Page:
My dear lady friend, you are fearfully and wonderfully made.  You are beautiful, marvelous, and unique.  Don’t let envy steal your joy, strength, or peace.  Don’t allow it to cause strife and division in your home and relationships.  Stop it in its tracks by speaking God’s truth aloud.  Use the Scripture above or find your own and take it to heart until your soul knows the truth—You are amazing!

I Am Who I Am

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Over the Christmas holidays, my brother-in-law was telling how he bought my sister the entire series of the old show, Little House on the Prairie.  “Oh, I love that show,” I confided, “but I can’t watch it anymore because every episode makes me cry like a baby.” He laughed.  I laughed, but inwardly I cringed a little, thinking ‘So what?  Who cares if I cry?’  Then, I realized I do.

This year, for me, is about getting real, about accepting who I am and who God made me to be.  So, here’s the truth of the matter:  I am the biggest cry baby on the face of the earth, and believe it or not, most of my tears aren’t those shed in sadness over my own circumstances.  No, most of them are either shed for others or tears of joy.  This is why I sob like a baby when I watch the touching episodes (which they’re all touching to me) of Little House on the Prairie, When Calls the Heart, Doctor Quinn Medicine Woman and the like.  I have even, on occasion, sat and cried over a commercial or a cartoon.  Don’t laugh; I’m serious.

But, get this.  I do everything in my power not to cry, or at the very least, not to let others see how choked up I’m getting.  It’s embarrassing.  I don’t want people to think I’ve lost my mind (after all, enough people already think that about me).  I want to be “normal,” and normal people don’t cry over cartoon characters, right?  Can I get an “Amen”?

The more I’ve thought about it, though, the more I’ve wondered, ‘What is normal?’  We are all different.  We were created to be unique individuals, not multiple copies of a single template.  We have different personalities, characteristics, strengths, weaknesses, quirks and more.  There is no normal or abnormal.  There is only who and what God made us to be.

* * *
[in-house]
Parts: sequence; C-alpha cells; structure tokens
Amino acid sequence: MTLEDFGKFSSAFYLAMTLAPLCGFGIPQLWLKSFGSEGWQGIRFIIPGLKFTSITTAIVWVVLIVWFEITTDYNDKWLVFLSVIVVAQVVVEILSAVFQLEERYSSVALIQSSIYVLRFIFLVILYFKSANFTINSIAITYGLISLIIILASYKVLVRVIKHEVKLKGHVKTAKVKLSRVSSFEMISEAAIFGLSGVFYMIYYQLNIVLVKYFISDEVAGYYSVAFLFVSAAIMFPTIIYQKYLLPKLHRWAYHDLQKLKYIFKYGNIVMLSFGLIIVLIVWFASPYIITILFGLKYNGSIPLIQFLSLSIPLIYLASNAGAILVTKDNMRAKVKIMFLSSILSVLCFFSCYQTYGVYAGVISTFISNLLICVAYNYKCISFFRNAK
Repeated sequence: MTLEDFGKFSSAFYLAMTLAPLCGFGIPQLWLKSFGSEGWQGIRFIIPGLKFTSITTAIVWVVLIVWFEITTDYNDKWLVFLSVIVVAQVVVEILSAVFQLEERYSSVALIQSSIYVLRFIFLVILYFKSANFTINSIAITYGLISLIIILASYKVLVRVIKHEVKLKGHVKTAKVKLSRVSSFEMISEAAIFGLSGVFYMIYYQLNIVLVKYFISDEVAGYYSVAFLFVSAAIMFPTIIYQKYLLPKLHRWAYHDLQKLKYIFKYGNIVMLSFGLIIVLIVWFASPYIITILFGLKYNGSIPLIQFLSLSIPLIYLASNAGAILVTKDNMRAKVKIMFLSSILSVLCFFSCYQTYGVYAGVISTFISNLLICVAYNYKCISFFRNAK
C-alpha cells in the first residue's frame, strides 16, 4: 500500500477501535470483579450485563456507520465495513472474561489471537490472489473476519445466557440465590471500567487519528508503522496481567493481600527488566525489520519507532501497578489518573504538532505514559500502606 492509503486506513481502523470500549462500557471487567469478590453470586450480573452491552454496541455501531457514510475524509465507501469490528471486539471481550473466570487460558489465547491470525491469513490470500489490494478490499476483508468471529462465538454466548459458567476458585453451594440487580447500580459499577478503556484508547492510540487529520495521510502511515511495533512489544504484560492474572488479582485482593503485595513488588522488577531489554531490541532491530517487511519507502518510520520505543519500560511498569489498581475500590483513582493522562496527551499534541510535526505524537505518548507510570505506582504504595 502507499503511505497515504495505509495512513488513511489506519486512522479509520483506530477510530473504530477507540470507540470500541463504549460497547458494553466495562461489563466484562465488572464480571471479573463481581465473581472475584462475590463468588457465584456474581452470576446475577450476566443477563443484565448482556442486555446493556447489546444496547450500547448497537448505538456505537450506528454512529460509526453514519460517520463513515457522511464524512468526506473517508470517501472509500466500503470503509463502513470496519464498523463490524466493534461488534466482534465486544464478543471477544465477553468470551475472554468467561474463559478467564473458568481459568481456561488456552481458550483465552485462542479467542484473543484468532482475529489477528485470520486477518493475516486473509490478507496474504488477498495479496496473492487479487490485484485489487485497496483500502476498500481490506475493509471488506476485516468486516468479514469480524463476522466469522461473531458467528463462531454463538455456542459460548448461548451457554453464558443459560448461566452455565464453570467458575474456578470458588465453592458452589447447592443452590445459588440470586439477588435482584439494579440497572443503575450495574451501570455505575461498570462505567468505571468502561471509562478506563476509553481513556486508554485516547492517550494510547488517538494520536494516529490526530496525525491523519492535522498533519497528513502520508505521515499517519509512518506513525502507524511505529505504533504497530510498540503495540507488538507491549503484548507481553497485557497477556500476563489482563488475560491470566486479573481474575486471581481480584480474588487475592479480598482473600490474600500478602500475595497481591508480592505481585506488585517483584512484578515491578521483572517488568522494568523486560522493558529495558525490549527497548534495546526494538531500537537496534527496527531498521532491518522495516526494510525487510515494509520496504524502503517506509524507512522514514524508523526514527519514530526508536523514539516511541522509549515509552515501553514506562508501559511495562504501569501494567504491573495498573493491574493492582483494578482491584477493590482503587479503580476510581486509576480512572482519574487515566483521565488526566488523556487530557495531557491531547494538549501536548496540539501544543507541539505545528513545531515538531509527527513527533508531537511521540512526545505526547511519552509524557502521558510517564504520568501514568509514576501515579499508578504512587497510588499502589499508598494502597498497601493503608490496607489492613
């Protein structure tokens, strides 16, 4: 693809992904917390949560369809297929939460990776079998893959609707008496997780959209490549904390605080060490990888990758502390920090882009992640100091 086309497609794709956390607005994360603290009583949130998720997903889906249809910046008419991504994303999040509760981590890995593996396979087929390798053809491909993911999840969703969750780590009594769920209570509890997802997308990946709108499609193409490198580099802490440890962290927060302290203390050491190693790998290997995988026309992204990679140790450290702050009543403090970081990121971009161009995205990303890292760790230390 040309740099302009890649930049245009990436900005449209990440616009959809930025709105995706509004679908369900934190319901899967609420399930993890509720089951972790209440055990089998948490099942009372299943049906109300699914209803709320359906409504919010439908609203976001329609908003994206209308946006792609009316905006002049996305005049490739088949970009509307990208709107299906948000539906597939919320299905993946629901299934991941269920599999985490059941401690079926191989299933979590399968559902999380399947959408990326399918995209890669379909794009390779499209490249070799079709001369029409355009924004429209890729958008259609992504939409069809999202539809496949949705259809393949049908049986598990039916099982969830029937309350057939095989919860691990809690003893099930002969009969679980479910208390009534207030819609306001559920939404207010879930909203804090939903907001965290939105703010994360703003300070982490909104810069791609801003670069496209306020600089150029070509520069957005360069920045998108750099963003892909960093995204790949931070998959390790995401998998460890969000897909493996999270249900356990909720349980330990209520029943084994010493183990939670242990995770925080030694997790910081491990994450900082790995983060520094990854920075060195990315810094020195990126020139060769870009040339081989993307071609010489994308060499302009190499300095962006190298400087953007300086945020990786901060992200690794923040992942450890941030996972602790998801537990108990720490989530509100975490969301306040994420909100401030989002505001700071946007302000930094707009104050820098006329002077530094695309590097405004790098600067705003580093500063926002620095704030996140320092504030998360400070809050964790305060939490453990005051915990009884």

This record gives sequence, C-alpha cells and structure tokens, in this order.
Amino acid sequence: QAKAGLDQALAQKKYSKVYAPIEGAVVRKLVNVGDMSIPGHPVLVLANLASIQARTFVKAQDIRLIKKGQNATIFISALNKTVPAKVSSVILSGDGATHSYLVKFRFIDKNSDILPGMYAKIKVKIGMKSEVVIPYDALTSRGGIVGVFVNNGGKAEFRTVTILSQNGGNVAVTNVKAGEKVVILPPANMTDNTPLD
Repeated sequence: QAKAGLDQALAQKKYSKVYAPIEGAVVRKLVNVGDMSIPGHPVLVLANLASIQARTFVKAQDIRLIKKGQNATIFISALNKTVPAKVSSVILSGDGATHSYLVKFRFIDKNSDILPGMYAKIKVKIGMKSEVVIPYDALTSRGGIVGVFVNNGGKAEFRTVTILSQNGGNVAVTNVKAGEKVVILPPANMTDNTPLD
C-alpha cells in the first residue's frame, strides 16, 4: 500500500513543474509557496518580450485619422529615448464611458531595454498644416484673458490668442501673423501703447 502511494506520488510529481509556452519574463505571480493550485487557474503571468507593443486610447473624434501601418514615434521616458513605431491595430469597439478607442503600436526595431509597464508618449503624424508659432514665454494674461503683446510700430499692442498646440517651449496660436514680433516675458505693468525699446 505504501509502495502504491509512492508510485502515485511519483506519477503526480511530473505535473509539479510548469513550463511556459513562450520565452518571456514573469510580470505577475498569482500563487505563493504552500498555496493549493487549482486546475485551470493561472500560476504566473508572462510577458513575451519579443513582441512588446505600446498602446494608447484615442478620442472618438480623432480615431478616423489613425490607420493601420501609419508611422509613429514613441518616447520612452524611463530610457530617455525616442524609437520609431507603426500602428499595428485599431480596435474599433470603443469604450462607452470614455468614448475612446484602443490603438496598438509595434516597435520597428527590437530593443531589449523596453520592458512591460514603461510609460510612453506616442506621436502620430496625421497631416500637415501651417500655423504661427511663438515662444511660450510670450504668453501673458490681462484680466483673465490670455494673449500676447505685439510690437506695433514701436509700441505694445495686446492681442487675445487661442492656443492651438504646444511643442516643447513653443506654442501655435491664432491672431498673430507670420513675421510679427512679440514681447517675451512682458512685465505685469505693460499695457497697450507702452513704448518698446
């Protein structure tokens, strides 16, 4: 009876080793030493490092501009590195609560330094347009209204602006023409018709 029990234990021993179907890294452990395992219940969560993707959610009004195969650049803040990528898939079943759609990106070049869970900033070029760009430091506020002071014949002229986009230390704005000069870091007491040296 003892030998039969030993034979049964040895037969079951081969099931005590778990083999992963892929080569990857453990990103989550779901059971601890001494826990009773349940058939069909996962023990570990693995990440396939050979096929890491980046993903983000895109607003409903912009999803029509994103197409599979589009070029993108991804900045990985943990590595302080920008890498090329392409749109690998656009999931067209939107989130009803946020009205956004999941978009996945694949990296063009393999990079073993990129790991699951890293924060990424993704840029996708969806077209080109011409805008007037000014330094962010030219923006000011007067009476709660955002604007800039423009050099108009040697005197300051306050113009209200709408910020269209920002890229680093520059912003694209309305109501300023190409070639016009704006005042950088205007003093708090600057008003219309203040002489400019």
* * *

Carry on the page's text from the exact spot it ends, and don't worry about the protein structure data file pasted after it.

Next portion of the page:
As for me, God gave me a tender heart, and when I say “tender,” I mean TENDER.  If you cry, I’ll cry with you.  If you hurt, I feel your pain.  When I can’t empathize, I sympathize. It’s just the way I am.  It doesn’t matter if the subject of my attention is a person, an animal or a character portrayed on television.  My heart breaks for the brokenhearted and rejoices with the joyful.  And the more I think about it, the more I realize that’s not a bad thing.  Yes, it makes me more emotional than most.  Yes, it means others may ridicule me for crying over a commercial.  But that’s okay because it also means I relate to people.  It shows that I truly care and that God’s love is blossoming forth in my heart.  So, if that makes me weird or abnormal, I’m okay with that.

What about you?  Do you have a characteristic or quality about yourself that you’re embarrassed about?  Do you hide your true self because you fear what others may say?  If so, I urge you to take a closer look at that quality and see if there isn’t a “good side” to it as well.  In fact, you may find–as I did–that the good of it certainly outweighs the bad.  God made you to be you, not someone else.  After all, there’s only one of you in this entire universe.  If you don’t be you, who will?

As for me, I’m taking my motto of  “Get Real” to its fullest extent.  I’m ready to be “me” instead of being the person I want everyone else to see.  I want to be the Dana that God intended for me to be.  So, if we’re at an event together, and you’re wondering which person is me, look for the redhead with splotchy cheeks, a red nose, and watery eyes.  That’s me. . . the real me!

I will praise thee; for I am fearfully and wonderfully made: marvellous are thy works; and that my soul knoweth right well.
— Psalm 139:14
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The Camera Doesn't Lie. . .Or Does It?

This weekend, while browsing through Facebook, I came across a picture of a dear friend.  She was out and about, having a good time with other friends and family.  This is not unusual, for unlike me, she's a social butterfly.  What was unusual were the feelings that overcame me as I looked at the picture.  My friend, who suffers from many health issues just as I do, looked so happy, vibrant and healthy. She was thin with well-proportioned curves in all the right places.  Her skin was perfectly tanned, and her straight teeth gleamed white.  Despite the activity taking place around her, every hair was in place.  She looked perfect.  She looked so alive and youthful.  And it made my heart ache with envy.